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How to do this properly with OCaml?
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Date: -- (:)
From: Stephane Glondu <Stephane.Glondu@c...>
Subject: Re: [Caml-list] How to do this properly with OCaml?
Hi,

Christophe Dehlinger wrote:
> I have my own array-related problem, so I'll plug it here :)
> A couple of times, I would have liked to build arrays of functions whose
> body uses the array itself, like:
> 
> #let rec foo = Array.init 5 (fun n () -> if n=0 then 0 else foo.(n/2) ())
> This kind of expression is not allowed as right-hand side of `let rec'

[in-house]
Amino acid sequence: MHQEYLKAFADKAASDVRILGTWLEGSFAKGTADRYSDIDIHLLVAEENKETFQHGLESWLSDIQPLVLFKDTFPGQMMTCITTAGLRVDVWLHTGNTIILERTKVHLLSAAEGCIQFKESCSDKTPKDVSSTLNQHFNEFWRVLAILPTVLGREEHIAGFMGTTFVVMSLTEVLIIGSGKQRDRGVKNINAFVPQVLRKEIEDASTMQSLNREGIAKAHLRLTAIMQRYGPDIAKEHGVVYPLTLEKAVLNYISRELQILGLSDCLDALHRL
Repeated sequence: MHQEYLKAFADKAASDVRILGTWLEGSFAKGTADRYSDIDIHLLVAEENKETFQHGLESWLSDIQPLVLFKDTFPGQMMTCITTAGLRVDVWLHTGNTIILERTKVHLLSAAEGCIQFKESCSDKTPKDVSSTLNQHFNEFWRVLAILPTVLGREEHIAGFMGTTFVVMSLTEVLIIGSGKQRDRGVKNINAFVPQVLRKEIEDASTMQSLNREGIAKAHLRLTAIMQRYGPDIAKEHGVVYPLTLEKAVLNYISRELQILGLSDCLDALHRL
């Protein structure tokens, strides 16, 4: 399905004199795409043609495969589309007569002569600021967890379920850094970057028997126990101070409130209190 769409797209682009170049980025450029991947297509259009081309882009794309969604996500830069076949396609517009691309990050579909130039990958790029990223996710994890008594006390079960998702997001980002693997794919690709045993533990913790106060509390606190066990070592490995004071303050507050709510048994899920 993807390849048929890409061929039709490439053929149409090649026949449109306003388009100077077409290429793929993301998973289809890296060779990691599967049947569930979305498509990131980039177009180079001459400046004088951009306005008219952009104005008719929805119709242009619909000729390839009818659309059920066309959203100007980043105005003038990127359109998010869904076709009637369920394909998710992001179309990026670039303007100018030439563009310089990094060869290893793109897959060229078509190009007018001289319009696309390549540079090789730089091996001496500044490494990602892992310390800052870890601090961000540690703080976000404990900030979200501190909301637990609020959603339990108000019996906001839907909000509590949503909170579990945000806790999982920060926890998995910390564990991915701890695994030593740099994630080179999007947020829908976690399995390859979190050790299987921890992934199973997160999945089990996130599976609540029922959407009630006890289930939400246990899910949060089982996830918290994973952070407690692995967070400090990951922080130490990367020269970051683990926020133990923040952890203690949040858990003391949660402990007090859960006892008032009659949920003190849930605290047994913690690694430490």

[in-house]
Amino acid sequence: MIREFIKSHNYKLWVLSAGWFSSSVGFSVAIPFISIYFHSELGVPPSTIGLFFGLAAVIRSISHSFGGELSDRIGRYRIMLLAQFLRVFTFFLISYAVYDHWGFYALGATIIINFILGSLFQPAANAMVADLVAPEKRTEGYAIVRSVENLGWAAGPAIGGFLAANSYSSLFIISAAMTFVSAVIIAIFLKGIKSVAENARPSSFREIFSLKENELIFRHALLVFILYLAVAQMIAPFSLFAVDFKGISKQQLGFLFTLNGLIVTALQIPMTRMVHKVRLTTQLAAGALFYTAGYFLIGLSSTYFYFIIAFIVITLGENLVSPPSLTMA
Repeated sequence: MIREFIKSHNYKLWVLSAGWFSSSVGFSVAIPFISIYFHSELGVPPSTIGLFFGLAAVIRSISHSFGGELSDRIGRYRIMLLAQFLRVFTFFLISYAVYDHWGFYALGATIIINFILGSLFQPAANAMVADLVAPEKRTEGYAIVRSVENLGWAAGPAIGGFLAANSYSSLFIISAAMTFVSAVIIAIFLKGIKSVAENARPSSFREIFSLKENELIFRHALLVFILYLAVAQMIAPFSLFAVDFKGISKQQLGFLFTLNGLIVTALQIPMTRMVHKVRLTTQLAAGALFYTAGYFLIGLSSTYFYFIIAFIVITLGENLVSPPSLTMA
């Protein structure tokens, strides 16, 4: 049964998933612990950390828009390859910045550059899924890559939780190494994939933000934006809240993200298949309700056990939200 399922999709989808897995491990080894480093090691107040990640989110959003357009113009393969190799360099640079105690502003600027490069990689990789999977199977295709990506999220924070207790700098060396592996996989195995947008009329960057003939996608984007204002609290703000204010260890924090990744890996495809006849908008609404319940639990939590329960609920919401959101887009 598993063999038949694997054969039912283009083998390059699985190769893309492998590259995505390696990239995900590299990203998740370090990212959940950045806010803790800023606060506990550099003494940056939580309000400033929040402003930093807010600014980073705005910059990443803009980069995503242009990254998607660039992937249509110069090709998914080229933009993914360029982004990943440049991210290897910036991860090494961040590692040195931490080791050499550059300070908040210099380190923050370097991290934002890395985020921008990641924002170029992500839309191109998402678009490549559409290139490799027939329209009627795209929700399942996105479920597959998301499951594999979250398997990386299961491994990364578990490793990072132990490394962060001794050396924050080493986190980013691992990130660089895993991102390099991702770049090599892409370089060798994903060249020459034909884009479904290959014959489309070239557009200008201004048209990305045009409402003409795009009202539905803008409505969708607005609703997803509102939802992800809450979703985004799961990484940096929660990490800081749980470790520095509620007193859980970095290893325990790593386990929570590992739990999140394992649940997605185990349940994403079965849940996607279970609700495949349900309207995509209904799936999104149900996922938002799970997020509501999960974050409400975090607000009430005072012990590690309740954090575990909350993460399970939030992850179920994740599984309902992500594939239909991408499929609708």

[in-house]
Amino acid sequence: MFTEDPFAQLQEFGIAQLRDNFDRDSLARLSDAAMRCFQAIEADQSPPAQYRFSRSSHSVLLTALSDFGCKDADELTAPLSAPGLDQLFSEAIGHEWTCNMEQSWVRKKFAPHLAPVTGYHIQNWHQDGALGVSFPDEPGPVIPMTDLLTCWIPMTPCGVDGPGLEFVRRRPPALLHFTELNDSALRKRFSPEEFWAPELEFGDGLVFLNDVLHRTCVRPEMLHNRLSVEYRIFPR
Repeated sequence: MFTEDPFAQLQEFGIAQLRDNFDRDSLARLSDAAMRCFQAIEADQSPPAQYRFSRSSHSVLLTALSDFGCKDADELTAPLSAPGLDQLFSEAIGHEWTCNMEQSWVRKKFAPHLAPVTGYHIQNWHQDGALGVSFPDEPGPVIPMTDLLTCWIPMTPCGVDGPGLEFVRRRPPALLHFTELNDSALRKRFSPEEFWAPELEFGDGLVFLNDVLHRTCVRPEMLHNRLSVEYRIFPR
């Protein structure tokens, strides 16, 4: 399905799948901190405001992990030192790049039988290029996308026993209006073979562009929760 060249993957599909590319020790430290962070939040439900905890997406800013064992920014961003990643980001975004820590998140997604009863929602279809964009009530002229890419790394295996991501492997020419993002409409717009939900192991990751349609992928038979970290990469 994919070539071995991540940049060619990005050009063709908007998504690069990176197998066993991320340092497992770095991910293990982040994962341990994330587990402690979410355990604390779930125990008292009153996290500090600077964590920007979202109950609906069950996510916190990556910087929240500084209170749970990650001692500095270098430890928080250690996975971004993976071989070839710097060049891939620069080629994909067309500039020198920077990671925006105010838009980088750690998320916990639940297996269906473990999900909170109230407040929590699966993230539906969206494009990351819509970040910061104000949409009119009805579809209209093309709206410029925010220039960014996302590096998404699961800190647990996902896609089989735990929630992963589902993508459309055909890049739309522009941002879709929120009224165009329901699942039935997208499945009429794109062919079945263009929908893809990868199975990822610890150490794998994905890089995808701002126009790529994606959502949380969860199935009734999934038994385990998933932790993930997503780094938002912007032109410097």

> 
> Why is this kind of construct forbidden ?

In general, you cannot define a recursive value as a result of a
computation which uses the being-defined value. Intuitively, I explain
it in that way: here, the second argument references sth which is
created by Array.init itself, so the compiler has to know the result of
the call before compiling the argument function, which is clearly
impossible.

You have to do sth like this:

let foo =
  let bar = Array.make 5 (fun () -> 0) in
  for n = 1 to 4 do
    bar.(n) <- (fun () -> bar.(n/2) ())
  done;
  bar;;

However, you can do this:

let rec foo = [| (fun () -> 0); (fun () -> foo.(0) ()) |];;

(here, the array is created by the compiler itself, so it knows its
location).

I hope this is clear.


Stephane Glondu.